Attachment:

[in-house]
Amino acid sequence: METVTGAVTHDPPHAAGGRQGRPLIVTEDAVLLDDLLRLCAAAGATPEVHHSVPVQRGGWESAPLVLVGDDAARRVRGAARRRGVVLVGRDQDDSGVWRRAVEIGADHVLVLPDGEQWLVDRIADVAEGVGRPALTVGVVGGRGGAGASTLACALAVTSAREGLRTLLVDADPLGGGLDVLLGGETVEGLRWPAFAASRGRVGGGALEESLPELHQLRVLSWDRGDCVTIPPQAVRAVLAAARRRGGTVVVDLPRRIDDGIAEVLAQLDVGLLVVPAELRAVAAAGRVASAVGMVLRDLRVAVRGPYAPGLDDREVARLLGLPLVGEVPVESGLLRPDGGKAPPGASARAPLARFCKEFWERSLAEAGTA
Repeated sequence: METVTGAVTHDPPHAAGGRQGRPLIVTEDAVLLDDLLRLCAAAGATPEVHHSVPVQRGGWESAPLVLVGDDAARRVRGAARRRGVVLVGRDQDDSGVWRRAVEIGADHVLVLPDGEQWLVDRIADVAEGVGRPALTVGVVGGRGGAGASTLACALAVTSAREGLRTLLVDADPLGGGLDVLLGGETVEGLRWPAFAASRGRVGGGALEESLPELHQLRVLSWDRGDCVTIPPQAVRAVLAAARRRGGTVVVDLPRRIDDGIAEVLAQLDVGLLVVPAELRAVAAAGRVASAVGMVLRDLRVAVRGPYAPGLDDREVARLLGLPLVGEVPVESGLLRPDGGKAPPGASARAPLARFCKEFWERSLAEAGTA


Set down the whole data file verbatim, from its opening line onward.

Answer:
[in-house]
Amino acid sequence: METVTGAVTHDPPHAAGGRQGRPLIVTEDAVLLDDLLRLCAAAGATPEVHHSVPVQRGGWESAPLVLVGDDAARRVRGAARRRGVVLVGRDQDDSGVWRRAVEIGADHVLVLPDGEQWLVDRIADVAEGVGRPALTVGVVGGRGGAGASTLACALAVTSAREGLRTLLVDADPLGGGLDVLLGGETVEGLRWPAFAASRGRVGGGALEESLPELHQLRVLSWDRGDCVTIPPQAVRAVLAAARRRGGTVVVDLPRRIDDGIAEVLAQLDVGLLVVPAELRAVAAAGRVASAVGMVLRDLRVAVRGPYAPGLDDREVARLLGLPLVGEVPVESGLLRPDGGKAPPGASARAPLARFCKEFWERSLAEAGTA
Repeated sequence: METVTGAVTHDPPHAAGGRQGRPLIVTEDAVLLDDLLRLCAAAGATPEVHHSVPVQRGGWESAPLVLVGDDAARRVRGAARRRGVVLVGRDQDDSGVWRRAVEIGADHVLVLPDGEQWLVDRIADVAEGVGRPALTVGVVGGRGGAGASTLACALAVTSAREGLRTLLVDADPLGGGLDVLLGGETVEGLRWPAFAASRGRVGGGALEESLPELHQLRVLSWDRGDCVTIPPQAVRAVLAAARRRGGTVVVDLPRRIDDGIAEVLAQLDVGLLVVPAELRAVAAAGRVASAVGMVLRDLRVAVRGPYAPGLDDREVARLLGLPLVGEVPVESGLLRPDGGKAPPGASARAPLARFCKEFWERSLAEAGTA